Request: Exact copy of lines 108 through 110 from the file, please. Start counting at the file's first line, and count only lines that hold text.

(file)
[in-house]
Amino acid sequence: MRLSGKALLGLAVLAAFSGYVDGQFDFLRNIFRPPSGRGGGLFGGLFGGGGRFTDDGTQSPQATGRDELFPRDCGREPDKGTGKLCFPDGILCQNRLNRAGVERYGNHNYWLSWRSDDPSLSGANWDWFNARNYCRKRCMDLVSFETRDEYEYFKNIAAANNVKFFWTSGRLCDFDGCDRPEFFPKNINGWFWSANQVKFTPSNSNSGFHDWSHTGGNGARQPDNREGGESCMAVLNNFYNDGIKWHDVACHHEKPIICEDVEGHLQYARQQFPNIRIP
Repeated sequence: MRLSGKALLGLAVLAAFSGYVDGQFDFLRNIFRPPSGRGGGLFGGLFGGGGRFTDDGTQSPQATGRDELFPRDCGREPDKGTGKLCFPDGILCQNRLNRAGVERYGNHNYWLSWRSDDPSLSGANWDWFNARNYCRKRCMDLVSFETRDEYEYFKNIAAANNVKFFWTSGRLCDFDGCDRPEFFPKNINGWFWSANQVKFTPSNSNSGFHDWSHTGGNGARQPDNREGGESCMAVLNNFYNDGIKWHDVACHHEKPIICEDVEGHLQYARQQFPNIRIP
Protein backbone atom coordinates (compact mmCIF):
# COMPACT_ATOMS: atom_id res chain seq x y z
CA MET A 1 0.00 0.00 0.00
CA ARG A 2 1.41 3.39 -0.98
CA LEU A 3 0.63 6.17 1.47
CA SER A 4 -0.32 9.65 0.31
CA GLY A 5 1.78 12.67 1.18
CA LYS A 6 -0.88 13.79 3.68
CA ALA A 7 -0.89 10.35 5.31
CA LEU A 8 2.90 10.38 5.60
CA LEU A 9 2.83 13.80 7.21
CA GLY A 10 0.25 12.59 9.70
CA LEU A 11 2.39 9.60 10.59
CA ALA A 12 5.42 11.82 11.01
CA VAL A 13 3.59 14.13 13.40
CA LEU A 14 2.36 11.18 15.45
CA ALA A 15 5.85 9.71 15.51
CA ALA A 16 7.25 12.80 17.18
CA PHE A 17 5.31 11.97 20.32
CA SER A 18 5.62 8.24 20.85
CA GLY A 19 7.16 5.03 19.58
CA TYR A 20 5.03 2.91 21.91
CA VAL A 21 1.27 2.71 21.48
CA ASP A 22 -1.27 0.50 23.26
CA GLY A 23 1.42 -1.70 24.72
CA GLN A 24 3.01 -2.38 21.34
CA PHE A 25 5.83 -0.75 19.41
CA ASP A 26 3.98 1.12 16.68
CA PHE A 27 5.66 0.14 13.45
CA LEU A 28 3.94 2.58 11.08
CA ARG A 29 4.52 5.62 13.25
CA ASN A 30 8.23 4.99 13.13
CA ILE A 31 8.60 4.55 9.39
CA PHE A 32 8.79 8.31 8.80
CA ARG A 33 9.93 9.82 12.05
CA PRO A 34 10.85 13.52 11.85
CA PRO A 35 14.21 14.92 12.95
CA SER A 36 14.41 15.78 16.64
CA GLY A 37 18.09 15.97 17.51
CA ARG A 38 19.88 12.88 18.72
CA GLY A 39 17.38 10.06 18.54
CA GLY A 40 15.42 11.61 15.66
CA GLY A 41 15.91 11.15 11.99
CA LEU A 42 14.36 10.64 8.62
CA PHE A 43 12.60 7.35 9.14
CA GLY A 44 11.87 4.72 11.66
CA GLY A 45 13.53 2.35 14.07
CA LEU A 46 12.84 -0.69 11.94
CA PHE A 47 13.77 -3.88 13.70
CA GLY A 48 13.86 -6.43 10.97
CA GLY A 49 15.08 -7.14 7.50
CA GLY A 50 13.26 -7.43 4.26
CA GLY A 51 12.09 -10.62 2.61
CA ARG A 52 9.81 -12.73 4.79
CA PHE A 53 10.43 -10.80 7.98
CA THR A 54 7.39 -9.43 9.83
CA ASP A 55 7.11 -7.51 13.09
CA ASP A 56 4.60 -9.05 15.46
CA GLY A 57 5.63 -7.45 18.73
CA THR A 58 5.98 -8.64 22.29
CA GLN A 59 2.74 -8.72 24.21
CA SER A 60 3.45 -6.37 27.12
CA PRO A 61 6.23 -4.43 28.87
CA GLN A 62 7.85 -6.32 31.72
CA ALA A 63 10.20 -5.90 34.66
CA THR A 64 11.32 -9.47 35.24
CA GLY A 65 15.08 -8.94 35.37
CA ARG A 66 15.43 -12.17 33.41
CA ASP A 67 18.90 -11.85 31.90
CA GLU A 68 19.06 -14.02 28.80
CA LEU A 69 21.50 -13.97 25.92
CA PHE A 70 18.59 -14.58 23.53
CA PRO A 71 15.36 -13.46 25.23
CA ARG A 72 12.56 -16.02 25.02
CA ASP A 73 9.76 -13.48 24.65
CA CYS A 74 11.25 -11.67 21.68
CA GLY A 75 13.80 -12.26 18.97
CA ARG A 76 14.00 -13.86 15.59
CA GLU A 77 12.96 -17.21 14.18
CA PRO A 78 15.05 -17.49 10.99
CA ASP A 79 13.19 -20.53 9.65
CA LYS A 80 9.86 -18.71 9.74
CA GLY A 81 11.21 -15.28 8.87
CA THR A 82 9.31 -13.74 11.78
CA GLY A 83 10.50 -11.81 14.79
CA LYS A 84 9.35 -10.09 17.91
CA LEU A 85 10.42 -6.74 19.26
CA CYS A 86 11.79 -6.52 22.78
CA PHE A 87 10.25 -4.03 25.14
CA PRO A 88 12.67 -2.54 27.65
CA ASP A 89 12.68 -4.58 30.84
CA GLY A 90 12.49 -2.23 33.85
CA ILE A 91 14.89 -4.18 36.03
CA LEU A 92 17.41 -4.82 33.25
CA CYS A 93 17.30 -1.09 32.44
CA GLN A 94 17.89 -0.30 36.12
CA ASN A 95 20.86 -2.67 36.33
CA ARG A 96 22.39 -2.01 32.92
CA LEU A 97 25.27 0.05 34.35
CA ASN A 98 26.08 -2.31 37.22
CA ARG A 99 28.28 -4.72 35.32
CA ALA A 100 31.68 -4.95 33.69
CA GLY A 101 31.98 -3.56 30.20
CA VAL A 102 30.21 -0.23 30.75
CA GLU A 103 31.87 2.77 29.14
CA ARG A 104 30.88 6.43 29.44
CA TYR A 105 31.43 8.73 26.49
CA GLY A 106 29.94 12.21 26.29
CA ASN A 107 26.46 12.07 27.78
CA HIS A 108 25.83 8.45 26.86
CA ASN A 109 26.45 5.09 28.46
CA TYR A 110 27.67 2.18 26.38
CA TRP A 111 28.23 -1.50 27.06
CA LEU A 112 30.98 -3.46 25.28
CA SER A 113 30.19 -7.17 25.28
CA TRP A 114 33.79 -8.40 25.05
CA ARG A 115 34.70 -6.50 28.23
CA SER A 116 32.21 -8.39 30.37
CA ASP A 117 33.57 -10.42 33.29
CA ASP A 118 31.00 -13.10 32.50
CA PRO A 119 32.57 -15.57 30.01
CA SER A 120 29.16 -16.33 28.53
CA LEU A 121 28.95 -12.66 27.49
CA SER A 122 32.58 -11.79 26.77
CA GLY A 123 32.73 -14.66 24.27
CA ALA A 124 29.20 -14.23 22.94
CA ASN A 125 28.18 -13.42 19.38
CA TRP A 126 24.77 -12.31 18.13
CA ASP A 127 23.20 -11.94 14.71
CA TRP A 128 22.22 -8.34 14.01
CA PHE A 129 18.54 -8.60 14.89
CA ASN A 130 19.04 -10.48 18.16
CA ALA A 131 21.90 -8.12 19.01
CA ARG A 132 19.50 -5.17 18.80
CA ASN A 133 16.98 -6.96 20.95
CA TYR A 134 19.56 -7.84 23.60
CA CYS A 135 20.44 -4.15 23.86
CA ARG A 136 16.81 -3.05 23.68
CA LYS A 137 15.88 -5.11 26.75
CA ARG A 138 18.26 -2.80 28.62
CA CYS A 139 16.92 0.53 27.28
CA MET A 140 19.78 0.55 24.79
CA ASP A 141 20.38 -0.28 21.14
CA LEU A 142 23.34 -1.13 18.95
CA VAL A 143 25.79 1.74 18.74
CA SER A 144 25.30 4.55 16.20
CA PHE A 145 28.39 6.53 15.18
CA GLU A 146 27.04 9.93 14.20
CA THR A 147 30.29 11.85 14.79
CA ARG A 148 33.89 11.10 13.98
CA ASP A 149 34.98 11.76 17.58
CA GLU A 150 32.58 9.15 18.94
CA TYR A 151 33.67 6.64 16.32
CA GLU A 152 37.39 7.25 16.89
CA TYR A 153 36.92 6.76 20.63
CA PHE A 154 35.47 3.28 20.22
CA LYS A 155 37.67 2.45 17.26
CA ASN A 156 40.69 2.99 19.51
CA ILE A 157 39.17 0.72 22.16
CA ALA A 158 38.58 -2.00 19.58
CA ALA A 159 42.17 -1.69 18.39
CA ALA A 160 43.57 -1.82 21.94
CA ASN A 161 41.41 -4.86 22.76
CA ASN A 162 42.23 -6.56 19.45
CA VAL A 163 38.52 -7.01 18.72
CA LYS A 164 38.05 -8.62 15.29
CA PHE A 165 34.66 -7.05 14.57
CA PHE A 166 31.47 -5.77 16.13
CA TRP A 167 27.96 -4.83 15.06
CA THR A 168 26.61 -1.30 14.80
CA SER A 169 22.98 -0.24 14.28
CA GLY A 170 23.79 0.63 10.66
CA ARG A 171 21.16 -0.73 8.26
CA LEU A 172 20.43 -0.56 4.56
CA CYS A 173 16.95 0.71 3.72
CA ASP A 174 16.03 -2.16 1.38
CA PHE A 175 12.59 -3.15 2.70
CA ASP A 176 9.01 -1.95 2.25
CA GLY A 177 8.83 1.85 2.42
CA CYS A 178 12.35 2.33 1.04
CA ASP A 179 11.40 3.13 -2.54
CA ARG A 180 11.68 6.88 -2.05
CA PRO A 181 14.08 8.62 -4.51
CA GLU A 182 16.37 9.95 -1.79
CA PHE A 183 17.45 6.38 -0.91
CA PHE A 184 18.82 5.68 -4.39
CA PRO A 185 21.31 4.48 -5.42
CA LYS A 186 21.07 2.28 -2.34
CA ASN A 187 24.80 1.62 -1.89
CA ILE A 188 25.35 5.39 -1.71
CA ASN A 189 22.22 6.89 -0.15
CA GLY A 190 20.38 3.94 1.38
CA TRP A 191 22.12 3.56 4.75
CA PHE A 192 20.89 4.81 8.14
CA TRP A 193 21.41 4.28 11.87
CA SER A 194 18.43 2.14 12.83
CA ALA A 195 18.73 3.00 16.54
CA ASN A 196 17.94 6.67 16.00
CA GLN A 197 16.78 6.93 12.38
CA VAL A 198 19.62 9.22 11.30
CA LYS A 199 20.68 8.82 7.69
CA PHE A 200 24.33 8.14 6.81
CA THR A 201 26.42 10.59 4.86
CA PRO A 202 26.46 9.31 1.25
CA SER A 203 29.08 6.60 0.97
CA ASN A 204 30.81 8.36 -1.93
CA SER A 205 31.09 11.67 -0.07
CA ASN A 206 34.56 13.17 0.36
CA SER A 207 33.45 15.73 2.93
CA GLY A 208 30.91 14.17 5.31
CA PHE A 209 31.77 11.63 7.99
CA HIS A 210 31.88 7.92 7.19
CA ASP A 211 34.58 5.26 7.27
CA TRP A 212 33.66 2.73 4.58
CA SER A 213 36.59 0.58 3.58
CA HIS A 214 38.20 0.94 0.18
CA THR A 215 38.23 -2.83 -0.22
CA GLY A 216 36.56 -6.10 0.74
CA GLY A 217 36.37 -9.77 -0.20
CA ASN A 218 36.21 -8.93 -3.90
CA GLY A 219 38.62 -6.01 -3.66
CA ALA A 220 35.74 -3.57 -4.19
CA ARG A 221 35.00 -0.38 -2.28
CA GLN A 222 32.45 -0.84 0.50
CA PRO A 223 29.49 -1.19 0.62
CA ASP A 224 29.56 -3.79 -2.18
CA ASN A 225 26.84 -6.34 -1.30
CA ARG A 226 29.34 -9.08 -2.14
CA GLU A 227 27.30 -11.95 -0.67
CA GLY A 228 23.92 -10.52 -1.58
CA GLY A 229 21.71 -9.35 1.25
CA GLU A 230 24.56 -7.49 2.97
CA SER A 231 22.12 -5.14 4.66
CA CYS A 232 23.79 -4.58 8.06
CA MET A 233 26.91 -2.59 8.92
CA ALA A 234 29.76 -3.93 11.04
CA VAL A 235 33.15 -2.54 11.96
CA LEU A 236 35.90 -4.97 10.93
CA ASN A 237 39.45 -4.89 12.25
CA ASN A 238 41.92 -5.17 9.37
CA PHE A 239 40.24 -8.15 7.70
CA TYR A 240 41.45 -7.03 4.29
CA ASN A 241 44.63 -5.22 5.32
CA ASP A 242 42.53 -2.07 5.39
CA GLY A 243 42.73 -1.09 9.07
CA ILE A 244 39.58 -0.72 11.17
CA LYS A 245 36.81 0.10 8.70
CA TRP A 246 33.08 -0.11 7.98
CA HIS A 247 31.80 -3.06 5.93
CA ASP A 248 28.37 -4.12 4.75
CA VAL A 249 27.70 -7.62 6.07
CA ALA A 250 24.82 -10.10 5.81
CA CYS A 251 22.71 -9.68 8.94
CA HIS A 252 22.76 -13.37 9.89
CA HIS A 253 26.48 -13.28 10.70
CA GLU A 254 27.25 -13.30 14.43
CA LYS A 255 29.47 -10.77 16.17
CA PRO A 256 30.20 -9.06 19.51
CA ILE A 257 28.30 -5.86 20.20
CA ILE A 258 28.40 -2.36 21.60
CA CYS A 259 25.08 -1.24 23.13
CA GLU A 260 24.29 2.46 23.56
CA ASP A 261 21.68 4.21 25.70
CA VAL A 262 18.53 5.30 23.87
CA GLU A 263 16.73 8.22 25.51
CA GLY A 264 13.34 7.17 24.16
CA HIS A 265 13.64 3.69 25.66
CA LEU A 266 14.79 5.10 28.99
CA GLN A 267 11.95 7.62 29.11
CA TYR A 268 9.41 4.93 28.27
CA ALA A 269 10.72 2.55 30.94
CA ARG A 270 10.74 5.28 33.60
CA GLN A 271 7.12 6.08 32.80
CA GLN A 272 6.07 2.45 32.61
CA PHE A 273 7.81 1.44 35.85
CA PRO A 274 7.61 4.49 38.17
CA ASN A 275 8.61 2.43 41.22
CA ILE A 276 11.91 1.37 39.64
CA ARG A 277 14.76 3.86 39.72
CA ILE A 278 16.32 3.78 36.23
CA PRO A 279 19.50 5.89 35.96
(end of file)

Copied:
CA GLU A 103 31.87 2.77 29.14
CA ARG A 104 30.88 6.43 29.44
CA TYR A 105 31.43 8.73 26.49